Compare these speeds with standard gauge or broad gauge trains which can run at up to 320 km/h (199 mph). The contrast is most evident in Japan, home of the Shinkansen, a network of standard gauge lines built solely for high-speed rail in a country where 1,067 mm (3 ft 6 in) narrow gauge is the predominant standard.
Curve radius is also important for high speeds: narrow gauge railways tend to have sharper curves, which limits the speed at which a vehicle can safely proceed along the track.
Many engineers considered the cost of a railway varies with some power of the gauge, so the narrower gauge the cheaper it might be. This applied also to different narrow gauges, such as a proposed line in Papua using either 610 mm (2 ft) or 1,067 mm (3 ft 6 in).
In general, a narrow gauge railway has a track gauge less than standard gauge. However, due to historical and local circumstances, the definition of a narrow gauge railway can be different.
Many narrow gauges are in use or formerly used between 15 in (381 mm) gauge and 1,435 mm (4 ft 8 1⁄2 in) gauge. They fall into several broad categories:
Scotch gauge was the name given to a 4 ft 6 in (1,372 mm) track gauge, that was adopted by early 19th-century railways mainly in the Lanarkshire area of Scotland. Also 4 ft 6 1⁄2 in (1,384 mm) lines were constructed. Both gauges were eventually converted to standard gauge.
Four foot and 1200 mm gauges
- 4 ft (1,219 mm), Glasgow Subway
- 1,200 mm (3 ft 11 1⁄4 in), Central Funicular, Gardena Ronda Express, Zagreb Funicular, Rheineck–Walzenhausen mountain railway, Schlossbergbahn (Freiburg)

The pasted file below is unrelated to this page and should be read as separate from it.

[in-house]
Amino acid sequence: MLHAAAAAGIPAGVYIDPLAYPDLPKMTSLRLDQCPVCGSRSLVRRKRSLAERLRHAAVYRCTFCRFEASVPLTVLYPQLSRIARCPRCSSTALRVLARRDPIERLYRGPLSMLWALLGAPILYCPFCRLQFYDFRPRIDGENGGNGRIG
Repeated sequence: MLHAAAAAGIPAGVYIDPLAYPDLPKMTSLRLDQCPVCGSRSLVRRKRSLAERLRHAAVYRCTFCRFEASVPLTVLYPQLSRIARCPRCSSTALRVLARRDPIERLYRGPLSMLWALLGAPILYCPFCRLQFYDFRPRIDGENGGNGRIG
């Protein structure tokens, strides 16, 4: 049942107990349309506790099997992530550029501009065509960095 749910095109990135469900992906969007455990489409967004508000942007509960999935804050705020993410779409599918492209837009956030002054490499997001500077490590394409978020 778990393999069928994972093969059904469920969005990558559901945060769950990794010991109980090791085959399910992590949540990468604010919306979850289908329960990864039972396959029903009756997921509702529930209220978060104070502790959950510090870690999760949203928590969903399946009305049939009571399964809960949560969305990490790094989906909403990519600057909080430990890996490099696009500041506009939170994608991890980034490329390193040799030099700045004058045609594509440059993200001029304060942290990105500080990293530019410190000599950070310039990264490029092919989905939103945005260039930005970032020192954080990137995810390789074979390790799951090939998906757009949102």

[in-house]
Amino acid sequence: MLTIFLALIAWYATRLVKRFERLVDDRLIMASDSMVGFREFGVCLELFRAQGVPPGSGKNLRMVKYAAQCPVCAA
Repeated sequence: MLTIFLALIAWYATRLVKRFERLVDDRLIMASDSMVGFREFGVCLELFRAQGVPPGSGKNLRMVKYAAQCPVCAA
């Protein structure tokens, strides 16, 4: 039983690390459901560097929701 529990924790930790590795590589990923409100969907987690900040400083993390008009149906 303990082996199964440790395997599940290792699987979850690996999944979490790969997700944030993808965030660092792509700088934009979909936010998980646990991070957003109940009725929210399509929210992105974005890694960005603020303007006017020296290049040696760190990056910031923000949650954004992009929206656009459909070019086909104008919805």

Three foot, six inch gauge railways
1,067 mm (3 ft 6 in) between the inside of the rail heads. The name and classification varies throughout the world. It has installations of around 112,000 kilometres (70,000 mi).
Similar gauges are:
- 1,050 mm (3 ft 5 11⁄32 in) for the Hejaz railway, constructed in Israel, Jordan, Lebanon, Saudi Arabia and Syria. Only a few lines survive
- 1,055 mm (3 ft 5 1⁄2 in) only in Algeria
Metre gauge and Italian metre gauge railways
Metre gauge is the system of narrow gauge railways and tramways with a track gauge of 1,000 mm (3 ft 3 3⁄8 in). It has installations of around 95,000 km (59,000 mi).
As a result of Italian law, track gauges in Italy were defined from the centres of each rail, rather than the inside edges of the rails. This gauge was measured 950 mm (3 ft 1 3⁄8 in) between the edges of the rails and is known as Italian metre gauge
Three foot, 900 mm, and Swedish three foot (891 mm) gauge railways
750 mm (2 ft 5 1⁄2 in), Bosnian gauge, and two foot six inch gauge railways
These lightweight lines can be built at a substantial cost saving over medium or standard gauge railways, but are generally restricted in their carrying capacity. The majority of these lines were built in mountainous areas, the majority for carrying mineral traffic from mines to ports or standard gauge railways.